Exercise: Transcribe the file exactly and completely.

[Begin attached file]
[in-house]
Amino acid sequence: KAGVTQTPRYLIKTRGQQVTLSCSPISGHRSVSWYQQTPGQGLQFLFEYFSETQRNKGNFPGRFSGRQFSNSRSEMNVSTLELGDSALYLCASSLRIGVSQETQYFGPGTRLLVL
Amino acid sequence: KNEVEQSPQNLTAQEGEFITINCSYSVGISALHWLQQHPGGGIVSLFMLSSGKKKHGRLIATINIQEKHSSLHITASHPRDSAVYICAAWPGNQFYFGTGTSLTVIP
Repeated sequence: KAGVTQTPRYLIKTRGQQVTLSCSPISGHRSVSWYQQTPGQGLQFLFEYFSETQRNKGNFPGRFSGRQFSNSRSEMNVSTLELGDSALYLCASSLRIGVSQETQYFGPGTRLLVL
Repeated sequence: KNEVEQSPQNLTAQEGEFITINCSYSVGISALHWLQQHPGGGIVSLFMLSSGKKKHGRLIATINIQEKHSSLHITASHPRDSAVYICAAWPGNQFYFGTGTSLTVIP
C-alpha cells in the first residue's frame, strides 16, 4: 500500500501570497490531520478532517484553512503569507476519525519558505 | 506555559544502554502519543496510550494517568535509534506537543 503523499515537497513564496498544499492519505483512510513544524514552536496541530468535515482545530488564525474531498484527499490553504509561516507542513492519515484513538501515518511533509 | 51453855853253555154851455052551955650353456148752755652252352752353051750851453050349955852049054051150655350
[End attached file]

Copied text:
[in-house]
Amino acid sequence: KAGVTQTPRYLIKTRGQQVTLSCSPISGHRSVSWYQQTPGQGLQFLFEYFSETQRNKGNFPGRFSGRQFSNSRSEMNVSTLELGDSALYLCASSLRIGVSQETQYFGPGTRLLVL
Amino acid sequence: KNEVEQSPQNLTAQEGEFITINCSYSVGISALHWLQQHPGGGIVSLFMLSSGKKKHGRLIATINIQEKHSSLHITASHPRDSAVYICAAWPGNQFYFGTGTSLTVIP
Repeated sequence: KAGVTQTPRYLIKTRGQQVTLSCSPISGHRSVSWYQQTPGQGLQFLFEYFSETQRNKGNFPGRFSGRQFSNSRSEMNVSTLELGDSALYLCASSLRIGVSQETQYFGPGTRLLVL
Repeated sequence: KNEVEQSPQNLTAQEGEFITINCSYSVGISALHWLQQHPGGGIVSLFMLSSGKKKHGRLIATINIQEKHSSLHITASHPRDSAVYICAAWPGNQFYFGTGTSLTVIP
C-alpha cells in the first residue's frame, strides 16, 4: 500500500501570497490531520478532517484553512503569507476519525519558505 | 506555559544502554502519543496510550494517568535509534506537543 503523499515537497513564496498544499492519505483512510513544524514552536496541530468535515482545530488564525474531498484527499490553504509561516507542513492519515484513538501515518511533509 | 51453855853253555154851455052551955650353456148752755652252352752353051750851453050349955852049054051150655350